News Releases

December 15, 2011
 By Ned RozellSAN FRANCISCO — For the thirteenth straight year, I’m happy to be spending one week of December here, at the Fall Meeting of the American Geophysical Union, where more than 15,000 scientists gather for a week to discuss the latest news of the world.  Here are a few items from the first two days: Bering Glacier has stopped its rush: Alaska’s largest glacier,...
December 7, 2011
 The Geophysical Institute has a strong presence at the American Geophysical Union's Fall Meeting in San Francisco. Joining forces with the Alaska Satellite Facility, the International Arctic Research Center, the Institute of Northern Engineering, the Water and Environmental Resources Center and the Institute of Marine Science, the GI is part of a combined booth in the Exhibitors Hall. The...
December 5, 2011
As of Jan. 1, 2012, Chris Petrich will begin work at the Northern Research Institute (Norut) in Narvik, Norway. Petrich will be working on ice-related issues as part of a team of researchers. For a start, he will continue his work on oil-in-ice and other issues of relevance to Norway, including ice loads in hydropower dams.  Petrich has been at the Geophysical Institute since 2006, when...
December 1, 2011
 The current issue of Nature, an international weekly journal of science, includes a comment on the risks of widespread permafrost thaw. The commentary is based on a collective estimate that northern soils are thawing and this thaw will release huge amounts of carbon into the atmosphere thereby accelerating climate change. Multiple scientists from the University of Alaska Fairbanks...
November 30, 2011
 Graduate students are needed to fill positions at the University of Alaska Fairbanks (applicants for Ph.D. program preferred, but strong applications for M.S. program will be considered, also for topics in sea-ice research other than those outlined below): (1) Ph.D. graduate student support available for a study linking sea-ice transport properties (dielectric properties, permeability...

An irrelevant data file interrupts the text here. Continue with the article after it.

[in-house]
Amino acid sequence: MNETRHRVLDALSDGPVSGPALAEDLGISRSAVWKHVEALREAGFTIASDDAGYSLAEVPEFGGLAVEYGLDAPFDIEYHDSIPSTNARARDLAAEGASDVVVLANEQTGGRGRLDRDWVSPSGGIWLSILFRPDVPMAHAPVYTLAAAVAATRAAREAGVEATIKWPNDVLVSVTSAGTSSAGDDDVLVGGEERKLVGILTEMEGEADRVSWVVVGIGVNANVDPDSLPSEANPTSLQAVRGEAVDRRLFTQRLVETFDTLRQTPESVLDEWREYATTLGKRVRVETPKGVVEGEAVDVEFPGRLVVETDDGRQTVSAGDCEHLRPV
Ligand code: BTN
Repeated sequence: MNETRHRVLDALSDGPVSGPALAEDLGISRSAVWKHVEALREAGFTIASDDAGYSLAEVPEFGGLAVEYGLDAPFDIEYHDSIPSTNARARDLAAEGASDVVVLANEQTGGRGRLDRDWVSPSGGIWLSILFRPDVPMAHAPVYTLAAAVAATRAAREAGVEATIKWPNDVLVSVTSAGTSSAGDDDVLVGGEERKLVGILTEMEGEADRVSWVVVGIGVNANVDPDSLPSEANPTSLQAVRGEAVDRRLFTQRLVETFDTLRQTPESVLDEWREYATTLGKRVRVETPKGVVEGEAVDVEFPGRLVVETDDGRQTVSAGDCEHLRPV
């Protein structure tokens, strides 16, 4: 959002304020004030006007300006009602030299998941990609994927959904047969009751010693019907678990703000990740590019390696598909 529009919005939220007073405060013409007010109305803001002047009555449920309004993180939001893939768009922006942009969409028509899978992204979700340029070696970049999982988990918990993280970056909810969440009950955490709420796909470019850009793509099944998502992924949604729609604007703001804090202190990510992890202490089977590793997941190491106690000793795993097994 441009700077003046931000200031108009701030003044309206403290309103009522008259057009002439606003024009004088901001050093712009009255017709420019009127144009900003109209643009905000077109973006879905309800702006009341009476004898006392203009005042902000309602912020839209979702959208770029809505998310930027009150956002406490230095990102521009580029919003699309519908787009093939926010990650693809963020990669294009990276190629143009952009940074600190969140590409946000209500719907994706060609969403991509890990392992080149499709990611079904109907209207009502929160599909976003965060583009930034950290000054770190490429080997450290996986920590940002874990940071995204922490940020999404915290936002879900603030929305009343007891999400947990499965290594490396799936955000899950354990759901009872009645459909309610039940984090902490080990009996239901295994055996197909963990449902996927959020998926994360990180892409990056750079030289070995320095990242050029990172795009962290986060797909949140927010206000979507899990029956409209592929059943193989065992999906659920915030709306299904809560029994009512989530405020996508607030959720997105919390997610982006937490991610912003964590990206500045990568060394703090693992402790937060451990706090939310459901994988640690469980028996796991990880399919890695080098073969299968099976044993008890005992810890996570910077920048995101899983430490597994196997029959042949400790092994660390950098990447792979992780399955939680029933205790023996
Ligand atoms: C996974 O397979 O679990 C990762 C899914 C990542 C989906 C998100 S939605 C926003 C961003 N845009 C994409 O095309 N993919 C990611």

November 28, 2011
 By Ned Rozell Using some of the great datasets available today, Mark Fahnestock figured the average winter temperatures of the Arctic from the time he was born until he was 10 years old. He compared that data to the same period in his son’s life, finding the Arctic has warmed about five degrees since Fahnestock was his son’s age. All that warmth affects things, the scientist said at a...
October 27, 2011
Read up on some of the latest research news in the current edition of the Geophysical Institute Quarterly Report. Glaciers, thermokarst lakes, the 20th anniversary of the Alaska Satellite Facility, GI's new Education Group and details on our new director, Bob McCoy, are all available in this new, extended edition of the Quarterly.  View the pdf here or request a copy of the publication...
October 21, 2011
 Ben Jones, Geophysical Institute doctoral student in the Snow, Ice and Permafrost group, is lead author of “Modern thermokarst lake dynamics in the continuous permafrost zone, northern Seward Peninsula, Alaska,” appearing in the Journal of Geophysical Research Biogeosciences, volume 116. The article was also featured in the Editors’ Highlight section of the journal.  Recognition...
October 14, 2011
 Professors Bernard Coakley and Hajo Eicken are included in a special feature titled "Scientific challenges in the Arctic: Open water" in this week's edition of Nature. The publication is an international weekly journal of science. Read the detailed report here.
October 13, 2011
 The U.S. Permafrost Association will provide six $500 travel grants for U.S.-based students and post-graduate researchers to attend the American Geophysical Union’s Fall Meeting in 2011. Applicants must be first author on a permafrost-related research presentation at AGU. Preference will be given to applicants who possess both U.S.P.A. and P.Y.R.N. memberships. Undergraduate students are...